Re: [TLS] Update spec to match current practices for certificate chain order

mrex@sap.com (Martin Rex) Thu, 07 May 2015 17:51 UTC

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To: Peter Gutmann <pgut001@cs.auckland.ac.nz>
Date: Thu, 7 May 2015 19:51:35 +0200 (CEST)
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From: mrex@sap.com (Martin Rex)
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Subject: Re: [TLS] Update spec to match current practices for certificate chain order
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Peter Gutmann wrote:
> Martin Rex <mrex@sap.com> writes:
>> 
>>PKCS#7/CMS uses a Issuer&Serial (or alternatively SKI) to clearly identify
>>the end-entity certificate.  In TLS, the identification is the first position
>>in certificate_list.  So it is not possible to "blindly reuse" the code with
>>respect to identifying the end-entity certificate.
> 
> Yes it is, as I mentioned in my previous message my code looks for the server
> FQDN/whatever and uses the cert that contains that as the leaf cert.  It's the
> same process that's used for IssuerAndSerialNumber, SCEP client IDs, and
> various other things, "find the cert for the identified party, then follow
> parent links to build the chain".

I'm sorry, but I fail to understand what you mean.  The TLS protocol
layer explicitly has no business whatsoever with names in certificates,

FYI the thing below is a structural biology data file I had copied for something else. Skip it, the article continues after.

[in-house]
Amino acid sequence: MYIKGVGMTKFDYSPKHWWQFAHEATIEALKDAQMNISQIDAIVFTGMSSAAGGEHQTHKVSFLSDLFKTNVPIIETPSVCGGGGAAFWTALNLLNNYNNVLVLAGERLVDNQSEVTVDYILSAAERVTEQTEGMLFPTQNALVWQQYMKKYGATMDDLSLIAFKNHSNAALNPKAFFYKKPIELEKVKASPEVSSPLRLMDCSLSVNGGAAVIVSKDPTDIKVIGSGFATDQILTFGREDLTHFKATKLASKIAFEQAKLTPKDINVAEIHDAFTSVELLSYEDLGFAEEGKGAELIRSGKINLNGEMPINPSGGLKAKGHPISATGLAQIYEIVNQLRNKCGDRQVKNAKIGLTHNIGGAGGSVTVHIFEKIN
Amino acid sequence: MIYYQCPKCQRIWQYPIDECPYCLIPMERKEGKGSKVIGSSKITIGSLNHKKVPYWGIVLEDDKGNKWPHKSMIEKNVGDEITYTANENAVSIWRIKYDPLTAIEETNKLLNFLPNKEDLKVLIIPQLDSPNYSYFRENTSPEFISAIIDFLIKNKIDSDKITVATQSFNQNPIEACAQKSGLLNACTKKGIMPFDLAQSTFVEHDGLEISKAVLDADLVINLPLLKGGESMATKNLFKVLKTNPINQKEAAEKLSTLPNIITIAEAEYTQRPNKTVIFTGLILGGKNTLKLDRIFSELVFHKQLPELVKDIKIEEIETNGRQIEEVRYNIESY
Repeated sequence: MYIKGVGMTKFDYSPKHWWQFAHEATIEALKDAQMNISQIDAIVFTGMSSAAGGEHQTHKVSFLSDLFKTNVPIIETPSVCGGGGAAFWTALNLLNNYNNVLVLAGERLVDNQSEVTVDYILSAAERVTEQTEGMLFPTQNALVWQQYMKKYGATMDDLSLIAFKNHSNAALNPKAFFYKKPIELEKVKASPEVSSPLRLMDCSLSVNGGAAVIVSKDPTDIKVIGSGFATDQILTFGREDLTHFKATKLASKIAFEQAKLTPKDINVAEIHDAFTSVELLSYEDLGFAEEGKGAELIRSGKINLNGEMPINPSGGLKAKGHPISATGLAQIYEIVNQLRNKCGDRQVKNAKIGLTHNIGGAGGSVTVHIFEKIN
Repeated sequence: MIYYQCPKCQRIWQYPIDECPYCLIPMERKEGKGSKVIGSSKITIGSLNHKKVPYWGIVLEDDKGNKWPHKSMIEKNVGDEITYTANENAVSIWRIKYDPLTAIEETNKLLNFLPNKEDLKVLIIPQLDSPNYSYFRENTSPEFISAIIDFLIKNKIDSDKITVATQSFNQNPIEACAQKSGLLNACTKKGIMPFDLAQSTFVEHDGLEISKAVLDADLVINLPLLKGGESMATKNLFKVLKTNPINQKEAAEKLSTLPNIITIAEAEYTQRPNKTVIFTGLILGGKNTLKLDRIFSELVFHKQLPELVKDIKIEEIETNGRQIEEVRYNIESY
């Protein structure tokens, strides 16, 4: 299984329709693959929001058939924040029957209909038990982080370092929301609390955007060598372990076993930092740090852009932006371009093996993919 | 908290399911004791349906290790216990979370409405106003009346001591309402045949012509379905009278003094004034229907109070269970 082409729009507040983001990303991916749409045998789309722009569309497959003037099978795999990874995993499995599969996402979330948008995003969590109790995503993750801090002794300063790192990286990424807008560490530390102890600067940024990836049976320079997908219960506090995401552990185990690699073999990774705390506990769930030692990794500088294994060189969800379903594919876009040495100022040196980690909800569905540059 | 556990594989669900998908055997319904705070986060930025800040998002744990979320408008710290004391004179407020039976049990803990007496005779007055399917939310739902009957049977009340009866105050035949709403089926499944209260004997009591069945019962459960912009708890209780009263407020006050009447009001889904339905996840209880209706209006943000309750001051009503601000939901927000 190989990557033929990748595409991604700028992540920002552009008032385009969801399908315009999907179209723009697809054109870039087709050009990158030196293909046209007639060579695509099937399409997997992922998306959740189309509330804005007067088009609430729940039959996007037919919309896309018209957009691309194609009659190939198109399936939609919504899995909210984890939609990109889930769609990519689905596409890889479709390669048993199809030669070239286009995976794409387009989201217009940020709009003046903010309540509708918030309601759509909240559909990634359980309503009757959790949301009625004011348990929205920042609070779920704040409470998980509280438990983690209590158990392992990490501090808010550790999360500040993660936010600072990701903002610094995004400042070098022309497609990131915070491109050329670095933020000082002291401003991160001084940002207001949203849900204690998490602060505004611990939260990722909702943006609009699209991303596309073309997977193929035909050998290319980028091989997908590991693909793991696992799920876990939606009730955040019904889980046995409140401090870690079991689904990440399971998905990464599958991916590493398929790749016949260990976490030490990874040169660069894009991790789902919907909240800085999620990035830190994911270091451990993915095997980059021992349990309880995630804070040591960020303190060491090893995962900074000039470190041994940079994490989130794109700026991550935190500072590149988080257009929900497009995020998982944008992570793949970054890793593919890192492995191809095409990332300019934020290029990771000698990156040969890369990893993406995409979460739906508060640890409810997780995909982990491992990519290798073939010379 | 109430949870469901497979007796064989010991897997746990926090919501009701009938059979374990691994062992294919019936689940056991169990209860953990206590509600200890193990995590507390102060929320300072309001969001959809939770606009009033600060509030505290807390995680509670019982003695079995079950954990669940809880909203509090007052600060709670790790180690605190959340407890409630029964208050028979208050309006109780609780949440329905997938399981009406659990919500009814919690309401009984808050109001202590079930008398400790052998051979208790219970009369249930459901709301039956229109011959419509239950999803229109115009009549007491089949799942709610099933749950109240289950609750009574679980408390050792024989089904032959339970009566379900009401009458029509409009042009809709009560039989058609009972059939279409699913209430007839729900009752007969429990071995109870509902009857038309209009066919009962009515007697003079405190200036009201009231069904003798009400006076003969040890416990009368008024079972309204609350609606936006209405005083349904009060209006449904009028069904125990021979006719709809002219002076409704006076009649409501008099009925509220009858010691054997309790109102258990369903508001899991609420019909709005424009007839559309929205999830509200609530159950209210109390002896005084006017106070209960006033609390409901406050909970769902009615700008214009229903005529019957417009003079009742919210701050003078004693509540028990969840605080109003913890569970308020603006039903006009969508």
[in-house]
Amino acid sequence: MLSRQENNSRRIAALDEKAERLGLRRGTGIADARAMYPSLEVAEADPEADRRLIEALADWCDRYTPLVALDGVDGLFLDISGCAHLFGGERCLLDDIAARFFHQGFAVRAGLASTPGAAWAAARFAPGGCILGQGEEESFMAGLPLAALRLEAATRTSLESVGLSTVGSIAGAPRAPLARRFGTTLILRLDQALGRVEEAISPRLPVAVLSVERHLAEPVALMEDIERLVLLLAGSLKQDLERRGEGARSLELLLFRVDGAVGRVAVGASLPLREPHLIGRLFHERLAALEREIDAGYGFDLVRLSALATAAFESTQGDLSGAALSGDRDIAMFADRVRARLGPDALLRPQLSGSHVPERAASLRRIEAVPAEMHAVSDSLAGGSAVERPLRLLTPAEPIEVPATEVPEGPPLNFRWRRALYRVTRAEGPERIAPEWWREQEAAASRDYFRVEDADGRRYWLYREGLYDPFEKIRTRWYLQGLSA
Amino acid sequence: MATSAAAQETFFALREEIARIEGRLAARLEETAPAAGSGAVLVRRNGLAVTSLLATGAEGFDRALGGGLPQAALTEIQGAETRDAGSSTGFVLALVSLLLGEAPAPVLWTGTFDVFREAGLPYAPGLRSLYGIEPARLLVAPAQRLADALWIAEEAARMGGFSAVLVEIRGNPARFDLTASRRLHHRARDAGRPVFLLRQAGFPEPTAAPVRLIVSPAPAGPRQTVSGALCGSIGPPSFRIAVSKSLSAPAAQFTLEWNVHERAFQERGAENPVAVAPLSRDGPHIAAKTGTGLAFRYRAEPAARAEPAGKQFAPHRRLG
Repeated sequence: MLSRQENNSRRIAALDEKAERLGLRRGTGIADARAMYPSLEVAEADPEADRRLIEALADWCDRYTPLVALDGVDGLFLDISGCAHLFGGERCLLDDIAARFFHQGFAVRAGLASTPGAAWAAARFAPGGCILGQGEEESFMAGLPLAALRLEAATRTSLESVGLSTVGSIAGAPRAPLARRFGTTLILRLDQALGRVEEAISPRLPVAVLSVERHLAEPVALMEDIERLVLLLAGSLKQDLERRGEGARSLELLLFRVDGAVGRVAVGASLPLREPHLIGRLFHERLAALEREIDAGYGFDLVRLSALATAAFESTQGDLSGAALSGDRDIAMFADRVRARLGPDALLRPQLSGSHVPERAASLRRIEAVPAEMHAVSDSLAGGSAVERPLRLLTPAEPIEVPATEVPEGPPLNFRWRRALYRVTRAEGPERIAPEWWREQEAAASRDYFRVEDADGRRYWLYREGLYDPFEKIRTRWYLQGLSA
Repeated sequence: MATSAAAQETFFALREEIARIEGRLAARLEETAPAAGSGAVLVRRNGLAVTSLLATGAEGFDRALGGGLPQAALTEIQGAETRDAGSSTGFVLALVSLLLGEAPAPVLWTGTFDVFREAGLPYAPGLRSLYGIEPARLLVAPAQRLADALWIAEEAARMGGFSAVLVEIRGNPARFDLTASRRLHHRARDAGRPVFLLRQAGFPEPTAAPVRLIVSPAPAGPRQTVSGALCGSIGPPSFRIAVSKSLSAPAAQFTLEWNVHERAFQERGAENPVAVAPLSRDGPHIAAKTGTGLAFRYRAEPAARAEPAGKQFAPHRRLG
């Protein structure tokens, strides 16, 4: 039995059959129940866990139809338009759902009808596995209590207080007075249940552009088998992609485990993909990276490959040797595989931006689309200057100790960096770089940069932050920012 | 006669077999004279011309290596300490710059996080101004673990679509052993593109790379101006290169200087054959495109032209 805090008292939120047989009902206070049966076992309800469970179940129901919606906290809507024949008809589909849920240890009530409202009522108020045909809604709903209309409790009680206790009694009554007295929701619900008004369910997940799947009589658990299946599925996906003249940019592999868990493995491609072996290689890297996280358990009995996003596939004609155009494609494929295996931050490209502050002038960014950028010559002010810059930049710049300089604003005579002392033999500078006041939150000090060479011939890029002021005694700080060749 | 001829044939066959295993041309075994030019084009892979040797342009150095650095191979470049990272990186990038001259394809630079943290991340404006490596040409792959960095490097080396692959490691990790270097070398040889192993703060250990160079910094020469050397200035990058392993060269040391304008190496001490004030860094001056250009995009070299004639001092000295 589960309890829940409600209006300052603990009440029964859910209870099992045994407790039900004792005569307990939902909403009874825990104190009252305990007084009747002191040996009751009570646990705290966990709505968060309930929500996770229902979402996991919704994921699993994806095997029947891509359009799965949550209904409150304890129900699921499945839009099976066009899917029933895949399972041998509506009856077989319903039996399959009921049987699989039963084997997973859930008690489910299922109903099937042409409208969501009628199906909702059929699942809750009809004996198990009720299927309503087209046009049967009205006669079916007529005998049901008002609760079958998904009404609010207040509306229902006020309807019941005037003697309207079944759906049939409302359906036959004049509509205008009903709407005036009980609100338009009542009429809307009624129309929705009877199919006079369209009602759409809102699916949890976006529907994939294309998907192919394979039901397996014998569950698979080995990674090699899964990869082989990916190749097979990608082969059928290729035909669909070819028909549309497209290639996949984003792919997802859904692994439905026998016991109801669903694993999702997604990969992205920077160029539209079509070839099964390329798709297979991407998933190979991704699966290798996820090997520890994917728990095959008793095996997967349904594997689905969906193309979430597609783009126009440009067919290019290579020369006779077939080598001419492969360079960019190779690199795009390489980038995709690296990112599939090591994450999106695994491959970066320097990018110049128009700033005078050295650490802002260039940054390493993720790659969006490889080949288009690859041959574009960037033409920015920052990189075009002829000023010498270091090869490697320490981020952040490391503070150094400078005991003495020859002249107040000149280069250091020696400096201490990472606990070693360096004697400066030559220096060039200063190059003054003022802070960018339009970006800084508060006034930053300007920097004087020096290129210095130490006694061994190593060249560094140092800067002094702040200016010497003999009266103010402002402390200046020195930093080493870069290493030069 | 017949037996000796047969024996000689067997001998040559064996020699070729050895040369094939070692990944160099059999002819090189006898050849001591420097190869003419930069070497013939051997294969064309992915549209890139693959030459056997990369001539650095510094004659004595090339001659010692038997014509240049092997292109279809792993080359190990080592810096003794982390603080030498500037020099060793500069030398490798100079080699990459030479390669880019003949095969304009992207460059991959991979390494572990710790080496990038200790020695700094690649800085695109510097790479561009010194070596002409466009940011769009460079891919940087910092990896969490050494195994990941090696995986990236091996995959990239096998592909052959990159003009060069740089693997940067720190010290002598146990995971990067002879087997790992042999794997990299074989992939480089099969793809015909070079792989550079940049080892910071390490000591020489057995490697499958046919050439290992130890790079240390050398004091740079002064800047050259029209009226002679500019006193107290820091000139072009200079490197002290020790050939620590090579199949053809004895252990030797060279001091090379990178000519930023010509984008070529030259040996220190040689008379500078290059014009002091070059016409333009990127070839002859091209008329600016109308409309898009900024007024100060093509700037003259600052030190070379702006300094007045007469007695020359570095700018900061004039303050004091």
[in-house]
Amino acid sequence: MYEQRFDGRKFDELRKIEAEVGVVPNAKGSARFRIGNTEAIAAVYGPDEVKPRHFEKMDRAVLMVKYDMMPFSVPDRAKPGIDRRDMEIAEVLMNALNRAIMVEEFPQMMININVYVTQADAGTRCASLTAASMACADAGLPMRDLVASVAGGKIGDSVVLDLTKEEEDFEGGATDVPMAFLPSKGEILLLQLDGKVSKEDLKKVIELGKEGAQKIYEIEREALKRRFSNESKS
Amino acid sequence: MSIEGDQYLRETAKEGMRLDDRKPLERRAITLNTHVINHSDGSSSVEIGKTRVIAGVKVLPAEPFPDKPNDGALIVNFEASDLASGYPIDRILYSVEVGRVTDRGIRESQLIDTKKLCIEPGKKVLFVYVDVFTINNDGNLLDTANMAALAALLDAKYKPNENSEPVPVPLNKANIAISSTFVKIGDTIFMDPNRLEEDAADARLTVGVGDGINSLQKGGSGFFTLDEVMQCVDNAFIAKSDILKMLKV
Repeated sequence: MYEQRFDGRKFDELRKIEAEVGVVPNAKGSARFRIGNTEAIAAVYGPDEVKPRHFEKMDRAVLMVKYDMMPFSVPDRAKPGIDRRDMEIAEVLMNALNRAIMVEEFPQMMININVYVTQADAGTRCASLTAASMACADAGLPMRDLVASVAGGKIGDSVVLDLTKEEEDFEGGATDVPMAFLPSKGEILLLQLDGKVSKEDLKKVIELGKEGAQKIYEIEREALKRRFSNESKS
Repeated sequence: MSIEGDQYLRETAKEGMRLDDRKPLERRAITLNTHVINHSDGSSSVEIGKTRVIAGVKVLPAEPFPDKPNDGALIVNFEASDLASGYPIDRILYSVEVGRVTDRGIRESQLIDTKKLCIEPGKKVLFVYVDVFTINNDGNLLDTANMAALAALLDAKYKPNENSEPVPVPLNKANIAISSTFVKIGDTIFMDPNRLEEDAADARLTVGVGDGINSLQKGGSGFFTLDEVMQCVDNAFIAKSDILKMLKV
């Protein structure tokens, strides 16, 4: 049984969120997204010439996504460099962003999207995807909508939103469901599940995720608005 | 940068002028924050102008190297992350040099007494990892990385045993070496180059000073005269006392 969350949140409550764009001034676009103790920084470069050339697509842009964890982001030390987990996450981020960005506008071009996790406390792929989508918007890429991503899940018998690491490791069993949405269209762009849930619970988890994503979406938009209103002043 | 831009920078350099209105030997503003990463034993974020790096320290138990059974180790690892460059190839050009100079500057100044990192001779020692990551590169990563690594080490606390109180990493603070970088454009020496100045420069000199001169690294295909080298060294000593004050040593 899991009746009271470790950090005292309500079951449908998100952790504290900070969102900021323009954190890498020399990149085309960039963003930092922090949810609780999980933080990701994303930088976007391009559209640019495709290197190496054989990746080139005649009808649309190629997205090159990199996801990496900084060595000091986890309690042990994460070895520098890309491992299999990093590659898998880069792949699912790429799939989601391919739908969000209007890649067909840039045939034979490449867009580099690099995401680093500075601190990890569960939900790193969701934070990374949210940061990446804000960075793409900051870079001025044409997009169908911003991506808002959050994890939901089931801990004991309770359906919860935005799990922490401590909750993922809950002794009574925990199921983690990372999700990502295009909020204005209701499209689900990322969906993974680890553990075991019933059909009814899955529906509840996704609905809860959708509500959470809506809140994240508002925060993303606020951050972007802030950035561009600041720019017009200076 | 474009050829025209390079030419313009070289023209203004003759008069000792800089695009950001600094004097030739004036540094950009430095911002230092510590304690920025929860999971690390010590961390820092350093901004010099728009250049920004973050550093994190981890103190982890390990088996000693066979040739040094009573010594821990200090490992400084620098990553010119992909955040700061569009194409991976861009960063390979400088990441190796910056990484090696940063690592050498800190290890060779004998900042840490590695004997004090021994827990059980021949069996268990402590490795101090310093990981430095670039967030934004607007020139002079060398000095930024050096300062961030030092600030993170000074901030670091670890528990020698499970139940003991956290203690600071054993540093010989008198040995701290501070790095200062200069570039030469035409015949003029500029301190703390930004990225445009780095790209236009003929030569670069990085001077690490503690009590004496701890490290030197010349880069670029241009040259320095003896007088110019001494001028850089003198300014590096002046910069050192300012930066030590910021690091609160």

that has been spelled out clearly in all existing TLS specs.
A TLS client should not know or care about the hostname of the server
it is talking to, and there is no requirement what kind of stuff is
contained in the server's certificate.  Our TLS client does _not_ know
the server's hostname (it gets a connected socket).

  https://tools.ietf.org/html/rfc5246#page-5

                                 the decisions on how to initiate TLS
   handshaking and how to interpret the authentication certificates
*> exchanged are left to the judgment of the designers and implementors
*> of protocols that run on top of TLS.


As I said, it is impossible for the client to use the PKCS#7/CMS
approach to locate the client certificate.

The Definition of the TLS Certificate PDU has always contained this
paragraph:

  https://tools.ietf.org/html/rfc6101#section-5.6.2
  https://tools.ietf.org/html/rfc5246#page-48

   Note: PKCS #7 [PKCS7] is not used as the format for the certificate
   vector because PKCS #6 [PKCS6] extended certificates are not used.
   Also, PKCS #7 defines a SET rather than a SEQUENCE, making the task
   of parsing the list more difficult.


Personally, I find it quite appalling how many broken TLS
implementations out there fail to properly encode an ordered list
of certificates into the Certificate handshake message.


-Martin